So, if you know certain memories or photos bring you to a certain mental state, you 100% avoid them. If you know a conversation causes a recollection of trauma, you 100% avoid this talk. If you know a place or a location triggers an emotion that would hinder your quality of life for some past reason, you 100% avoid it. If you know a person which has a mental history that causes potential stresses for you, you 100% avoid them. If you get trapped into a depressed state without warning and you know you are not strong to fix this, what you do is simple. You MUST change the moment. Here are a few examples, get up and take a shower and yes, get distracted with focusing on something else that will maximize your mental capacity. Like filling a cup of water, your mind must be filled with a focus or task that squeezes out the depressed condition. You do this by changing the context of the moment. You do not want to take a shower, ok, then get up and stimulate your mind by starting a project, finishing a project, go shopping, engage in a responsibility that must be done, challenge yourself with a good fitness regimen. Exercise is an excellent, a superb way to reset the mind and refocus our brain and emotions. Again, it is not easy, but you MUST find what works for you and reset the mind. After, you then make note that you cannot, absolutely cannot walk that way again, avoid it at all costs until you are strong enough to own it and know that it will never be an obstacle again. You have overcome depression.

You control your destiny, easy or not. You control your quality of life. You make strong decisive and sound, positive decisions at each crossroads, take whatever detours are required, but your mental wellness is dependent on these specific decisions, only you can make.

You control your enjoyment and know life is full of happiness, joy and positivity as God created it to be. But, again, you’re not looking for a distraction per se, but you’re looking to take the right road on your mental brain map for the best quality of life possible.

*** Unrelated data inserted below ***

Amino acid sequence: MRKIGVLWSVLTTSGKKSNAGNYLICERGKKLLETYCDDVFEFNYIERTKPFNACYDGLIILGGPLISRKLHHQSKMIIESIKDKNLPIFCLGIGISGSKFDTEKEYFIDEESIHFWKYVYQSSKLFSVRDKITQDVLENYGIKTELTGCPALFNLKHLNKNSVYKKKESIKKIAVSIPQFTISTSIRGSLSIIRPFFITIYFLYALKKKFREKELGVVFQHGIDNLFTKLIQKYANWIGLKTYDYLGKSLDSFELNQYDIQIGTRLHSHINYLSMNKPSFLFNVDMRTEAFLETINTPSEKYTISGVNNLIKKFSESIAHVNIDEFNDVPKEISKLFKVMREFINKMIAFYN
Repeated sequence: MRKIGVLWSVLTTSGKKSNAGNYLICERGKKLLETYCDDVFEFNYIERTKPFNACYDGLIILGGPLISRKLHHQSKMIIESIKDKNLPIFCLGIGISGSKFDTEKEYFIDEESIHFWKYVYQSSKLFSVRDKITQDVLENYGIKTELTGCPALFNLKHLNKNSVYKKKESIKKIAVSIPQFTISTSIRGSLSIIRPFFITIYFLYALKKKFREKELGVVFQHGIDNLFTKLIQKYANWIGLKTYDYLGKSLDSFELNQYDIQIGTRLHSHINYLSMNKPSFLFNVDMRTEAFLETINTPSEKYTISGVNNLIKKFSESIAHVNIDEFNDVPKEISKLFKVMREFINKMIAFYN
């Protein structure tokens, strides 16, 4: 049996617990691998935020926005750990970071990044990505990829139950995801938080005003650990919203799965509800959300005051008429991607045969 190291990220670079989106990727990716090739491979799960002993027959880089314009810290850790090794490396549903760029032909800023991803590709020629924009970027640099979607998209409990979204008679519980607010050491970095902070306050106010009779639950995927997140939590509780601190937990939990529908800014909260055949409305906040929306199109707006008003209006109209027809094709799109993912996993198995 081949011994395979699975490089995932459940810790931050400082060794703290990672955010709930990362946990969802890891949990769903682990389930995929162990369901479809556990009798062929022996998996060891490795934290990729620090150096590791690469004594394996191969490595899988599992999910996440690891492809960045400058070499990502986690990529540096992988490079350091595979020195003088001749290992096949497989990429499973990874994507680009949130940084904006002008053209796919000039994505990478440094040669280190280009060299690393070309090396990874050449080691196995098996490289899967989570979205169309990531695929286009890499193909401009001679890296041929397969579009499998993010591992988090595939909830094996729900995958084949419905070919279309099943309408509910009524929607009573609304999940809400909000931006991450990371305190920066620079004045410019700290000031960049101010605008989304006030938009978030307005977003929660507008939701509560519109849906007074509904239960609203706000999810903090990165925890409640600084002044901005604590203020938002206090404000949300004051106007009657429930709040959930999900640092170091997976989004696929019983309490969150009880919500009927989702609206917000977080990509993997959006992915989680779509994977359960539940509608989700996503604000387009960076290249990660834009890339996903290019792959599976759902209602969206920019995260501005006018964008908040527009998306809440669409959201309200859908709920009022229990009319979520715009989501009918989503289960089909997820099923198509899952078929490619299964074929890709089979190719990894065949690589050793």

Each day, each moment is critically important. Once the moment is done and gone, you have either won that moment or lost the time in life. Make the best of each moment as we cannot get it back.

About the Author
Dr. Jeff Montanari, author of "God Made You a Jew", a theological expose' on combatting missionaries. Dr. Montanari discusses issues between religious faiths in defense of Judaism. He is a graduate of Regent University and Yeshiva Pirchei Shoshanim. An endorsed military Orthodox Jewish chaplain with the U.S. Air Force Auxiliary, Civil Air Patrol. He is also a blogger with The Times of Israel, The Jerusalem Post, Arutz Sheva 7 and is a lifetime member of the Jewish War Veterans, a member of the Conference of European Rabbis (CER). He holds membership as a Daedalian, the Naval Order of the United States and Military Order of the Loyal Legions of the United States. He is a former associate Rabbi at Congregation Pirchei Shoshanim, U.S. Coast Guard Auxiliary Pacific Region District chaplain, and an Orange County Sheriff’s Department chaplain. Ari Ben Avraham A.A, B.A., M.A., M.Rav., D.MIN.